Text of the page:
For years I noticed a certain pattern in myself. Something would happen that would disappoint me—an agent or a publisher would pass on my work, say—and I would feel the slump of despair. I would wonder what is wrong with me, wonder if things would ever turn around. For a day or two I would carry a duffle bag full of doubt and hopelessness with me wherever I went. This bag was so heavy it made everything I did difficult, and often the best solution was to do nothing at all, for what was the point? Eventually I would wake up and forget to take the bag with me when I left the house. There was always a moment, as I put on my shoes or reached for the car door, that I would realize I had forgotten the bag. Yet instead of feeling relief, I would reach for the bag again, because it was always close at hand. I reached for the bag not out of habit, however, but out of loyalty.

To give up on the despair, it seemed to me, was to also to give up on something holy bound inexorably to it. The despair walked hand-in-hand with what I wanted, and if I said good-bye to the despair, I would have to say good-bye to his beloved twin as well. That was the arrangement; that was my duty. You must be unhappy if you are deprived of what you want, or else you must surely not have wanted that thing in the first place. And if I didn’t want an agent, if I didn’t want to be published, then why exactly was I writing at all?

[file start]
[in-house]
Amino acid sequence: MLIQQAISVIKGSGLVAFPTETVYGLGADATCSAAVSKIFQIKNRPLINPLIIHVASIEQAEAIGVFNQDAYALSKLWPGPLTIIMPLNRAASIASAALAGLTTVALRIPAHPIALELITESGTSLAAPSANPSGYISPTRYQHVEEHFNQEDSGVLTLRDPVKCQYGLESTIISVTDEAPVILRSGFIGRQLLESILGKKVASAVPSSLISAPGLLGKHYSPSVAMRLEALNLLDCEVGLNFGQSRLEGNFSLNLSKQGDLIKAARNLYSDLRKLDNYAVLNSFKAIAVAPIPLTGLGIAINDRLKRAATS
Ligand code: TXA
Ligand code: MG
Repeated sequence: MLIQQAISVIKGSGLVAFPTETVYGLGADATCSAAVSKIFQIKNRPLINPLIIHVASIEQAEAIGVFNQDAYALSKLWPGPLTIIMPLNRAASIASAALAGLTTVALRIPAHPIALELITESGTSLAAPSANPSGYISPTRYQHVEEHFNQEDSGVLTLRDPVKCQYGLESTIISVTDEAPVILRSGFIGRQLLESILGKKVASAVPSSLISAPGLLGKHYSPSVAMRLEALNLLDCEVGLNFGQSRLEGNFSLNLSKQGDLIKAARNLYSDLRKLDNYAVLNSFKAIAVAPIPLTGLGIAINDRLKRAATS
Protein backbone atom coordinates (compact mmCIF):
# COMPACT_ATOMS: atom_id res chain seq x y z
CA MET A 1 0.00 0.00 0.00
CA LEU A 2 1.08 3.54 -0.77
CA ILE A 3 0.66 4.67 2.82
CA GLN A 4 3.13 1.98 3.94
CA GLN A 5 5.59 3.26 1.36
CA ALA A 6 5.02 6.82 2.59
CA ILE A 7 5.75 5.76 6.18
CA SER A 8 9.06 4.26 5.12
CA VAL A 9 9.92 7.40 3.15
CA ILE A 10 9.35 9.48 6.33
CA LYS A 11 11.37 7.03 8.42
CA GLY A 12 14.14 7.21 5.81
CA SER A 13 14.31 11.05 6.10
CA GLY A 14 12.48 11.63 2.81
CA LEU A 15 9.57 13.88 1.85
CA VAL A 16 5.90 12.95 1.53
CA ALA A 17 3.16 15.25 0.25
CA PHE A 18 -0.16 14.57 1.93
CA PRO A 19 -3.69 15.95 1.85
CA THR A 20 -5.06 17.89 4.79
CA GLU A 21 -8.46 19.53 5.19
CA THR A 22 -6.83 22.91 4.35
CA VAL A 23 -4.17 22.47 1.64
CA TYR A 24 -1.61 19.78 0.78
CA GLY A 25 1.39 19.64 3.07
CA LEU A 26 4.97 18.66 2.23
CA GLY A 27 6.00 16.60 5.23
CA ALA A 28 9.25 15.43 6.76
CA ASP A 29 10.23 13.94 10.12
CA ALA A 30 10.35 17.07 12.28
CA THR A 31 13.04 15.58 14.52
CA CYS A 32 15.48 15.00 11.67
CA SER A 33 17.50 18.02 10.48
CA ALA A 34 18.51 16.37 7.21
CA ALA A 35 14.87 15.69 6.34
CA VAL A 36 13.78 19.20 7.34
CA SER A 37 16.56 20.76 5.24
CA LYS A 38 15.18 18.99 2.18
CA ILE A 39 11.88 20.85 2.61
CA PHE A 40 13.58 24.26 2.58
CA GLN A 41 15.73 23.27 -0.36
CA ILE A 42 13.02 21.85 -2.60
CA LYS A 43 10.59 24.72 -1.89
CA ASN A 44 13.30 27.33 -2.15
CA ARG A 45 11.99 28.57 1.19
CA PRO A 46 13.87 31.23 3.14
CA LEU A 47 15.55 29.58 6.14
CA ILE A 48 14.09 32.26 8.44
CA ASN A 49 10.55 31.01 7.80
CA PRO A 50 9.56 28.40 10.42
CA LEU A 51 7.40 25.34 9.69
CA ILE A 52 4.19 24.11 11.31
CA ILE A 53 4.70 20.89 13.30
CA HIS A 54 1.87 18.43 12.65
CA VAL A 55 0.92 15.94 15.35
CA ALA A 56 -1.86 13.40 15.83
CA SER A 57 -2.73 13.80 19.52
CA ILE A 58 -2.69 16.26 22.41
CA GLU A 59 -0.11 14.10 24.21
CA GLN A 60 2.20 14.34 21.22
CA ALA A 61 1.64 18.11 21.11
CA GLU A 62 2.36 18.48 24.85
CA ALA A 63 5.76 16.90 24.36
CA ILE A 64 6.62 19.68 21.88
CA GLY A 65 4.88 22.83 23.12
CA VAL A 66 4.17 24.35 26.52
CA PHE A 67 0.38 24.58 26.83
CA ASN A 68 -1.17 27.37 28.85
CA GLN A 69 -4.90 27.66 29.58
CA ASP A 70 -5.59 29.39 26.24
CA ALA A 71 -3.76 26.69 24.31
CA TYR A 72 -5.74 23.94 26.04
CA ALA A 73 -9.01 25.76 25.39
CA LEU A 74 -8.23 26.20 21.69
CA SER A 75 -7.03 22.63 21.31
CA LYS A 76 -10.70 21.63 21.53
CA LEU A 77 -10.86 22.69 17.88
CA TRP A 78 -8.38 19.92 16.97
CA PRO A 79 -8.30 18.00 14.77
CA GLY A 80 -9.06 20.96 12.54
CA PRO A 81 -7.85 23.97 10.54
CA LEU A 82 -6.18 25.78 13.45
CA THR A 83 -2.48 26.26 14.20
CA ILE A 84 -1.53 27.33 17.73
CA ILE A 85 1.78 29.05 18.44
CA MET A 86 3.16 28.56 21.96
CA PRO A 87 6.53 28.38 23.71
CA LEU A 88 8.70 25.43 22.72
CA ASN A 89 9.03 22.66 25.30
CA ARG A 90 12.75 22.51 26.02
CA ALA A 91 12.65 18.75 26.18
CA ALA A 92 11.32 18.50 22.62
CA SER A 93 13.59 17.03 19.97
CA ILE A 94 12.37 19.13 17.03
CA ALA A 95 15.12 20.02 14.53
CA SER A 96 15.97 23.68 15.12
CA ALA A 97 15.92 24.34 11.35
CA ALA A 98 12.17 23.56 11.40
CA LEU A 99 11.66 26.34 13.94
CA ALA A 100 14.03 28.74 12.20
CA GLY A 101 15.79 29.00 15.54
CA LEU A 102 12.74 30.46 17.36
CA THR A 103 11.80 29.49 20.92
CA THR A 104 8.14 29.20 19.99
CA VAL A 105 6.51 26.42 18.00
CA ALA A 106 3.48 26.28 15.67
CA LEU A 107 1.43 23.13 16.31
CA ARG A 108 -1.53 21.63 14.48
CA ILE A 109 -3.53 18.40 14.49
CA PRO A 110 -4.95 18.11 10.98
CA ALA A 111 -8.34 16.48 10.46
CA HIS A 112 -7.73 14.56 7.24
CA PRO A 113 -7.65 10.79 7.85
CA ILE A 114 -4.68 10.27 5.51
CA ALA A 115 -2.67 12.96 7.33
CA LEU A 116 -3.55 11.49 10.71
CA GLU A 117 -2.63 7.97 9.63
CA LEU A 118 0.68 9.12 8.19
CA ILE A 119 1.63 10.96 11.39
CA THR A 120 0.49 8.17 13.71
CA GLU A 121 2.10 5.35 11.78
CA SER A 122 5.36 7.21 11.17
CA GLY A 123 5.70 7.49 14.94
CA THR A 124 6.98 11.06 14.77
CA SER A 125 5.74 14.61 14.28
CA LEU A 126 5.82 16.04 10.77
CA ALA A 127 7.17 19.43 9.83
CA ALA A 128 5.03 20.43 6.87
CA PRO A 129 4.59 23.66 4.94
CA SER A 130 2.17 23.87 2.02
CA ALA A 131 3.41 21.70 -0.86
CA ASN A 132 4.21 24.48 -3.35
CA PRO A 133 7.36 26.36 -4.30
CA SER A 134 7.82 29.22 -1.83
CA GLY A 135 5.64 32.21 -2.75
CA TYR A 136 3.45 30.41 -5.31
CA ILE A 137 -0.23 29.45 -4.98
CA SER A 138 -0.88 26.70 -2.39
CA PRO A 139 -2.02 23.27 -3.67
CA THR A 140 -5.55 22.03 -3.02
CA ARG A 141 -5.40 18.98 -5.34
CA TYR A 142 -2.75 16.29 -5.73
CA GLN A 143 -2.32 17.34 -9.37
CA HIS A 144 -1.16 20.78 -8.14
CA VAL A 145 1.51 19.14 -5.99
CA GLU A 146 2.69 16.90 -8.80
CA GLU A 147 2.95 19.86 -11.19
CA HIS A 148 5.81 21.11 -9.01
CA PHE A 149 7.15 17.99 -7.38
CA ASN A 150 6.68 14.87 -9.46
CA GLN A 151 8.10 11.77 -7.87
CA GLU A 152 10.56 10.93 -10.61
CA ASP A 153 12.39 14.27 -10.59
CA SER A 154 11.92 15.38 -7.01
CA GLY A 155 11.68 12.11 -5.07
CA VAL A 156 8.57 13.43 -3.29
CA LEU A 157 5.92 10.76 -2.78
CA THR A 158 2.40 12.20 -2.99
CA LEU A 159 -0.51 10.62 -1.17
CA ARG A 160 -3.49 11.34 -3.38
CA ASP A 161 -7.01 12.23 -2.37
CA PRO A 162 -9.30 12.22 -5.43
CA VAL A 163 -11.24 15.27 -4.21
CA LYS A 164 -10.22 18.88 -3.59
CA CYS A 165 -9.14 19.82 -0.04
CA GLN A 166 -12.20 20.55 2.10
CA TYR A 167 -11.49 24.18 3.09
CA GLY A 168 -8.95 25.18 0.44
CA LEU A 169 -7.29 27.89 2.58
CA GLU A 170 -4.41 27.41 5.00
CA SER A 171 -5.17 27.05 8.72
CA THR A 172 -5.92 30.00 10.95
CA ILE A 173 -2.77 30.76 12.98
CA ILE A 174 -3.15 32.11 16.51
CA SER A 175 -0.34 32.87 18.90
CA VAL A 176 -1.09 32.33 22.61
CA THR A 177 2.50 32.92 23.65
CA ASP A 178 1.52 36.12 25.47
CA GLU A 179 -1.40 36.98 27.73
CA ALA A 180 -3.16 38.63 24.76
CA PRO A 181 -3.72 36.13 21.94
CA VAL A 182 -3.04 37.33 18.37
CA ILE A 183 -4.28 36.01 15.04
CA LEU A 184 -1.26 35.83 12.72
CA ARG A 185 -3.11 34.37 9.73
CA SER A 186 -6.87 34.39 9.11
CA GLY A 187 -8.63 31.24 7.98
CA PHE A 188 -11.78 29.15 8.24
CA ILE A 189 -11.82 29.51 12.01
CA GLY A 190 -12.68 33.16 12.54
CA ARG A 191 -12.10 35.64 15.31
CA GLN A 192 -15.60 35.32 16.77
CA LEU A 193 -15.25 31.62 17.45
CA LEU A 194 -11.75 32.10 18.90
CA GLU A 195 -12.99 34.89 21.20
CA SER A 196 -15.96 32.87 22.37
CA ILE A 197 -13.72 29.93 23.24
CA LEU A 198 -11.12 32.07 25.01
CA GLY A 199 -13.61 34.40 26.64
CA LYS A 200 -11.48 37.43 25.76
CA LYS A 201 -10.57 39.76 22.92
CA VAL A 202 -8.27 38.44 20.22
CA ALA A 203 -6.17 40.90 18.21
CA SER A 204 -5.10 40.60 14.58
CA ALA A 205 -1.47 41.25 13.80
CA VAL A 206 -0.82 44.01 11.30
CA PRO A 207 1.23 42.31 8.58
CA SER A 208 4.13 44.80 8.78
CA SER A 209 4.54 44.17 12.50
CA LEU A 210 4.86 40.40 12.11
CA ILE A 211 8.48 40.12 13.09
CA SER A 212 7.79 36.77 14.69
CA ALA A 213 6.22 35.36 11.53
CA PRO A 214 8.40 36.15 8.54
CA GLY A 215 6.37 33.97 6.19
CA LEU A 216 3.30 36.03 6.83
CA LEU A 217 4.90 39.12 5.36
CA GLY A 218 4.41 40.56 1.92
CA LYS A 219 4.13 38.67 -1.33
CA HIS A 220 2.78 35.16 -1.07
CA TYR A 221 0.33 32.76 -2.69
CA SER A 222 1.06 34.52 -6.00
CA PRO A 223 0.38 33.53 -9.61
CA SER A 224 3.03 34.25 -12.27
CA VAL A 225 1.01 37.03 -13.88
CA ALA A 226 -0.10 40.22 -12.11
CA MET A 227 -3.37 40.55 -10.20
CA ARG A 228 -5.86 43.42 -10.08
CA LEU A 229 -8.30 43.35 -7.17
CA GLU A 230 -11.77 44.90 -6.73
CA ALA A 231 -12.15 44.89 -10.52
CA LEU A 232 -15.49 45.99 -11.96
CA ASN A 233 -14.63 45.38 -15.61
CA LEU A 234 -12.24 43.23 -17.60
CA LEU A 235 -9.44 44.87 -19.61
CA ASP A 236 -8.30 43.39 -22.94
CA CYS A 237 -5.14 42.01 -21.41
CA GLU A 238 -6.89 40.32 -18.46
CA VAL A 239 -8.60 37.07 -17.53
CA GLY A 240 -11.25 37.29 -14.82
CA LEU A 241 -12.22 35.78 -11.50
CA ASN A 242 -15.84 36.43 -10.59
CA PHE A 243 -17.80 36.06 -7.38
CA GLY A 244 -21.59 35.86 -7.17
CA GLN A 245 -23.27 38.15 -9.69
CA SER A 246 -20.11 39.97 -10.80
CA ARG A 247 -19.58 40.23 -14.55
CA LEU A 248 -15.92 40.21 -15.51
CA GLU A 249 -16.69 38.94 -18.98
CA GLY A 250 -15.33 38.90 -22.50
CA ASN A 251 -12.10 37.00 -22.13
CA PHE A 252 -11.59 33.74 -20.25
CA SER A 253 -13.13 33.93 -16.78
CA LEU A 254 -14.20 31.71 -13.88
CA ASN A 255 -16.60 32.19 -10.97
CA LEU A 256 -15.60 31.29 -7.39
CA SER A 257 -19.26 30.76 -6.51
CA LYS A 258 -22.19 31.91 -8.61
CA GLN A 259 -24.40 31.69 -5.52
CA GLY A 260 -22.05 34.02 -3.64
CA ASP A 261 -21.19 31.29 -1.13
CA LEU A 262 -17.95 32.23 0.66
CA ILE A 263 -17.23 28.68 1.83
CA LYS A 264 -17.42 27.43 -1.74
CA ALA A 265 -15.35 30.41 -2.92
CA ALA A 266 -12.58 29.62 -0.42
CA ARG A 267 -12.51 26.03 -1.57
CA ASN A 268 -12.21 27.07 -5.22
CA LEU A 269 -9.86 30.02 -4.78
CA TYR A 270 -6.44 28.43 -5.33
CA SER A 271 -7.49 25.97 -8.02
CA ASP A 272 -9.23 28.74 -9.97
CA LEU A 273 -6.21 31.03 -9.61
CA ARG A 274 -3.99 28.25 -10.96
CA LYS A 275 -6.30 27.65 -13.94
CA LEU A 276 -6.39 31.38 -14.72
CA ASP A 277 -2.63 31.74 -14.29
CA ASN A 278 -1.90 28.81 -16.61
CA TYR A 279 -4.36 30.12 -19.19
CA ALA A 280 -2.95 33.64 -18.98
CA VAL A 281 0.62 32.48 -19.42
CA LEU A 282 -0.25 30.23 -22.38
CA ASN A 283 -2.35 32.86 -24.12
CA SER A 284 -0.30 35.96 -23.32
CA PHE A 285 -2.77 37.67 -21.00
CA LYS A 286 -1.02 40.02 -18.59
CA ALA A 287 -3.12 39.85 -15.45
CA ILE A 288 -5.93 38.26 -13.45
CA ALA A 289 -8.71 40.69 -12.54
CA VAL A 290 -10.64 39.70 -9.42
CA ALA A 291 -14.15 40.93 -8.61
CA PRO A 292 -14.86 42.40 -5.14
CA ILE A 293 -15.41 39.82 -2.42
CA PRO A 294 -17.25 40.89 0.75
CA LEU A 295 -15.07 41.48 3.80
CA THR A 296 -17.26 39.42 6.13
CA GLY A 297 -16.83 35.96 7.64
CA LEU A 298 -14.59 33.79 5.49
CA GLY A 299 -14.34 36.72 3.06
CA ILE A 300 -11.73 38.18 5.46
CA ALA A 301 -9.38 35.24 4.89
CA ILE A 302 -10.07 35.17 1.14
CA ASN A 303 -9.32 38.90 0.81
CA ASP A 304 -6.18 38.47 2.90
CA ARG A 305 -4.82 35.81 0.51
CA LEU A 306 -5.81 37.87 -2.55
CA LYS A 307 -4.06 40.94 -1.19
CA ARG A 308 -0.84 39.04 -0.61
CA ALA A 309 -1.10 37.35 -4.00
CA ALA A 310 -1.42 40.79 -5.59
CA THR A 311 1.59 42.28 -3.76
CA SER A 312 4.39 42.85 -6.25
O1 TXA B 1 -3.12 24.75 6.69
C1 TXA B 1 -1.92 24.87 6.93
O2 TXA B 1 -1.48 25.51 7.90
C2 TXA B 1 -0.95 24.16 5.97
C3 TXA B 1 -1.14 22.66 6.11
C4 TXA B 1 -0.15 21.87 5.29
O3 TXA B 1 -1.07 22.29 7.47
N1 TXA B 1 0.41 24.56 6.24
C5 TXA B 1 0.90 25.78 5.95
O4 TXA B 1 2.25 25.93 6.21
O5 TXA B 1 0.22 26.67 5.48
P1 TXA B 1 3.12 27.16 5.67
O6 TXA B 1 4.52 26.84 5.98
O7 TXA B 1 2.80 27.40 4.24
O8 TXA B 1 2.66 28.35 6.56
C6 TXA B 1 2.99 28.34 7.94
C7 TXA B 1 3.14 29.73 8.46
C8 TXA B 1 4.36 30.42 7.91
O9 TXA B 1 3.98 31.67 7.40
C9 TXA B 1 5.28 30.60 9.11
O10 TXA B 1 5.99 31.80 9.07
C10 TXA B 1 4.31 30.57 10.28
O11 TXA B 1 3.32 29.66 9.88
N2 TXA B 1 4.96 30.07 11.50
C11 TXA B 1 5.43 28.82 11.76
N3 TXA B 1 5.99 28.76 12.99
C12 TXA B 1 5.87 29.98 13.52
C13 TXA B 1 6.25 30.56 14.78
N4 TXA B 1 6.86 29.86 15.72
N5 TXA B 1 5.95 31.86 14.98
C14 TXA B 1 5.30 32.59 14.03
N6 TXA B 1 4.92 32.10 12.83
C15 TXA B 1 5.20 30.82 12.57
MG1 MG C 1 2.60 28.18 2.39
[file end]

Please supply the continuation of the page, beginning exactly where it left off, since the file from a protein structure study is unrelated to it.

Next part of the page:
Then one day I remembered when I was eleven and my New England Patriots had just been trounced in their first playoff game. I remember sitting on the couch afterwards and actually thinking, “Well, I guess I should be sad now.” Because I wasn’t. I had been a loyal fan, I had followed every game, but the fact that the Patriots’ season was over didn’t actually mean anything to me.

The Patriots would play the next year, and the year after that, and the year after that. And I would continue writing after every rejection. To view despair as an act of loyalty is like viewing suicide as an act of life. Despair is in fact disloyal, it is the betrayal of the mind, the soldier leaving the field at the first sign of conflict. Loyalty to something is expressed only in continuance, in showing up for the game—everything else is an empty prelude to admitting that life can do nothing but carry on.

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